int result = sum(15, 3);

sum.UnloadOwnerDomain();
var SayHello = CSScript.LoadMethod(
                        @"using System.Windows.Forms;
                          public static void SayHello(string greeting)
                          {
                              MessageBoxSayHello(greeting);
                              ConsoleSayHello(greeting);
                          }
                          static void MessageBoxSayHello(string greeting)
                          {
                              MessageBox.Show(greeting);
                          }
                          static void ConsoleSayHello(string greeting)
                          {
                              Console.WriteLine(greeting);
                          }")
                         .GetStaticMethod("SayHello" , typeof(string)); 
SayHello("Hello again!");

CS-Script can execute script files without an additional hosting solution. Just from the command prompt:

C:\> cscs ss_host.cs

Where ss_host.cs is a script for hosting ServiceStack REST server:

//css_npp asadmin;
//css_inc ServiceStack.cs;
using System;
using ServiceStack;

public class Host : ConsoleHost
{
    static void Main()
    {
        new Host().Init()
                  .Start("http://*:8080/");

        Console.WriteLine(@"AppHost listening on http://localhost:8080/
                            sample: http://localhost:8080/hello/John");
        Console.ReadKey();
    }
}

[Route("/hello/{Name}")]
public class Hello
{
    public string Name { get; set; }
}

public class StatusService : Service
{
    public object Get(Hello request)
    {
        return new
        {
            Message = $"Hello {request.Name}!",
            Timestamp = DateTime.Now.ToString()
        };
    }
}

You can also use take an advantage of CS-Script dedicated fully featured IDE (Intellisense, execution, debugging, packaging) built on top of Notepad++.

How to build binaries
Source code includes \Build\build.cmd, which builds all CS-Script binaries.

It also includes VS2015 solution for building script engine executable and the class library assemblies to allow more convenient debugging, troubleshooting.

How to install CS-Script on Windows
You can download the package from the Downloads page and deploy the package content manually (the procedure is described at the end of this section). Alternatively you can use Chocolatey, which is a preferred way of installing.

Chocolatey is the repository for the Windows software packages. Chocolatey NuGet is a Machine Package Manager, somewhat like apt-get, but built with Windows in mind. It is also the source repository of the OneGet package manager of Windows 10.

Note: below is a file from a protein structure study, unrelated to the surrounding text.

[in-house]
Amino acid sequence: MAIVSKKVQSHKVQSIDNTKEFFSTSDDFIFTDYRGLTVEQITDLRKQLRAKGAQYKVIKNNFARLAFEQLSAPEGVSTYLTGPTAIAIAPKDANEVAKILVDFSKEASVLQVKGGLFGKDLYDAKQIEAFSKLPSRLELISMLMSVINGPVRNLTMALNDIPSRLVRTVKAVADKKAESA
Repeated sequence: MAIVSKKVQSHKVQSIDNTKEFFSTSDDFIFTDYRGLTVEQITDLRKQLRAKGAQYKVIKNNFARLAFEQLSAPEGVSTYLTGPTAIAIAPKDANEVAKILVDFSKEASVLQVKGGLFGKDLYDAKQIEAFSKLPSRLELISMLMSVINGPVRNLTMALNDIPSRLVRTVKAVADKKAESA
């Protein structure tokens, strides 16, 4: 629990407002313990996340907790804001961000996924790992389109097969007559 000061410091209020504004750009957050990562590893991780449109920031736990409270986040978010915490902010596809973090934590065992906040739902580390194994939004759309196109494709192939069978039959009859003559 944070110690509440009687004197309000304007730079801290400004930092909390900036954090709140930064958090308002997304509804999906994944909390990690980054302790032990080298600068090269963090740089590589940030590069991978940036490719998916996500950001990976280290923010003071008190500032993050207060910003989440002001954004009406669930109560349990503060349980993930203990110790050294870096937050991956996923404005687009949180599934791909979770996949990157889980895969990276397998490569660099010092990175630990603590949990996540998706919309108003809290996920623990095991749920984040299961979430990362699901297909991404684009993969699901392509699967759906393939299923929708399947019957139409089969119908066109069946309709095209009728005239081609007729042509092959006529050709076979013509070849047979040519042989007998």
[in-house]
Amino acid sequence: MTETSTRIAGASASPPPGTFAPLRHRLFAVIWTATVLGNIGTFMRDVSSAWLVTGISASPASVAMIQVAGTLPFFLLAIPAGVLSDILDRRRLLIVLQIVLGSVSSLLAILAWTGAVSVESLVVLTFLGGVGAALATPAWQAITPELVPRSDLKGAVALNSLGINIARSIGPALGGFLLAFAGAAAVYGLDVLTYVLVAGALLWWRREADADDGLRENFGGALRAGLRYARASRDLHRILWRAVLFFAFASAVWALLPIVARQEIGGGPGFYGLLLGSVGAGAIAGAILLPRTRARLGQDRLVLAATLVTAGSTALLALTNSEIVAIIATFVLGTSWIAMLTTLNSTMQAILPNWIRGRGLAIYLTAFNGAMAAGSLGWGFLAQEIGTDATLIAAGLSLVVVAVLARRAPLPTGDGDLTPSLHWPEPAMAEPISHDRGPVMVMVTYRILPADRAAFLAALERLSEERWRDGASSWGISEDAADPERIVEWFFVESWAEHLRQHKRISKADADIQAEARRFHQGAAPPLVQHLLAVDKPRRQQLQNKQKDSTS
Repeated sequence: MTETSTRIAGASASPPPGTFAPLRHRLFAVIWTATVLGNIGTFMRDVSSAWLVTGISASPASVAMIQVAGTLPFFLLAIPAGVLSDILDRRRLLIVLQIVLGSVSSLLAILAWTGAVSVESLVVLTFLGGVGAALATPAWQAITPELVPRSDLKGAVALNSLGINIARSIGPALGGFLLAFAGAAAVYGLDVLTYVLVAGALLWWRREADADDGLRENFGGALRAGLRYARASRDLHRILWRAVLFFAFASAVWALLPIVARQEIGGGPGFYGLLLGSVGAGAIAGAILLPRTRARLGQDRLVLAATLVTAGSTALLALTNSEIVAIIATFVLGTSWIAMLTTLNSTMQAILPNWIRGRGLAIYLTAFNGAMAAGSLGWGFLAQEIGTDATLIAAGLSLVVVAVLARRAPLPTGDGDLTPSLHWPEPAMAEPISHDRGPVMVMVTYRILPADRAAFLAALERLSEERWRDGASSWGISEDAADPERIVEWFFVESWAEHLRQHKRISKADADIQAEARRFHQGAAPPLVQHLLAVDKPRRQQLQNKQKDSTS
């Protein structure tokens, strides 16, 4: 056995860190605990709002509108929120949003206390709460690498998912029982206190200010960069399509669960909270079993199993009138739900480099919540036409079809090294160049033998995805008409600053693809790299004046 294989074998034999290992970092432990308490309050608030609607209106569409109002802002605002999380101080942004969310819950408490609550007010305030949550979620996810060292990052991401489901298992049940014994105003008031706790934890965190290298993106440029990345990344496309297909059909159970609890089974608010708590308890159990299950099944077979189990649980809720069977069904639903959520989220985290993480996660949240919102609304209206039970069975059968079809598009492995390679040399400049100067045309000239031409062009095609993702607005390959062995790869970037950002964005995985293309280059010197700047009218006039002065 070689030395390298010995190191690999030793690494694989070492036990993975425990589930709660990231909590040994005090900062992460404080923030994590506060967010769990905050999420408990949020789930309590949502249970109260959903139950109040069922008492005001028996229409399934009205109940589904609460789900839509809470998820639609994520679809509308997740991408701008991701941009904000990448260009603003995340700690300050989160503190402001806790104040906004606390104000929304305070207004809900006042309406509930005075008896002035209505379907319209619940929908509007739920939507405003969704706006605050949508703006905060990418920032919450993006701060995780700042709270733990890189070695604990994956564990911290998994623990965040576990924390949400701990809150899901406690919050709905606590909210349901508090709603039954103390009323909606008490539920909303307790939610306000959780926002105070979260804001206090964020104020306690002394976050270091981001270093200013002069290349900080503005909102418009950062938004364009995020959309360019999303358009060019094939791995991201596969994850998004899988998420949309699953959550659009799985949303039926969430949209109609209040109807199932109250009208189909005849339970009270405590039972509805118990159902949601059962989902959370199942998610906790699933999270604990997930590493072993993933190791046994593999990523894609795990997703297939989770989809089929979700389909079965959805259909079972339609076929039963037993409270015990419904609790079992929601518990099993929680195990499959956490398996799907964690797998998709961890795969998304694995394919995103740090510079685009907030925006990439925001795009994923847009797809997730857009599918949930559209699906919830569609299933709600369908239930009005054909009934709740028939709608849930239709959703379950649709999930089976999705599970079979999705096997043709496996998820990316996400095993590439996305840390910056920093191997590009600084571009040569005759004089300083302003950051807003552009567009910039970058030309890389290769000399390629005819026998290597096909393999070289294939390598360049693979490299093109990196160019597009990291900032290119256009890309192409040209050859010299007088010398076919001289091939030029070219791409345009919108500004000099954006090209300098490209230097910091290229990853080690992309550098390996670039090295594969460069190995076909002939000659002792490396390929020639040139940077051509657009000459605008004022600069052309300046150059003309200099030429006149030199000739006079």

CS-Script can be installed with the following command:

C:\> choco install cs-script

Read more on Chocolatey and how to enable it on your version of windows here: https://chocolatey.org/

Note, by default support for C# 6.0 is disabled. Instructions on how to enable it can be found here: C#6.0 support

How to host script engine in the application

You can use Visual Studio console application project and NuGet package as the starting point.

PM> Install-Package CS-Script

After installing the package the VS project will include the scripting.cs file containing the samples for all supported hosting scenarios.

Manual installation

Using Chocolatey is a preferred delivery machanizm for CS-Script. The reason is simple. It allows avoiding manual downloading which can lead to silent sneaky disabling of the downloaded content by latest Windows security features. Though you may still have your reasons for the manual installation.

The first step is to download the package and extract the binaries. Be careful there is a huge chance that Windows will silently lock your package and its extracted content preventing it from running. The simplest way to avoid it is to use 7Zip client.

After that you can continue by executing css_config.exe, which does the install.

Well it's is not truly an "install". CS-Script only needs a few environment variables to be set and a config file created. Even if this is not done it will not prevent you from using CS-Script. The absence of the config file will trigger the use of the defaults and not having envars may not necessarily affect your experience. Thus if for whatever reason you cannot/don't want to execute css_config you can do the rest of install manually as well:

  1. Add <cs-script> directory (folder with cscs.exe) into your system PATH
  2. Add CSSCRIPT_DIR envvar with value "<cs-script>"

That is it.

If you still want to use config file then you can create it (\css_config..xml) and use the default content from here: https://github.com/oleg-shilo/cs-script/blob/master/Source/css_config.default.xml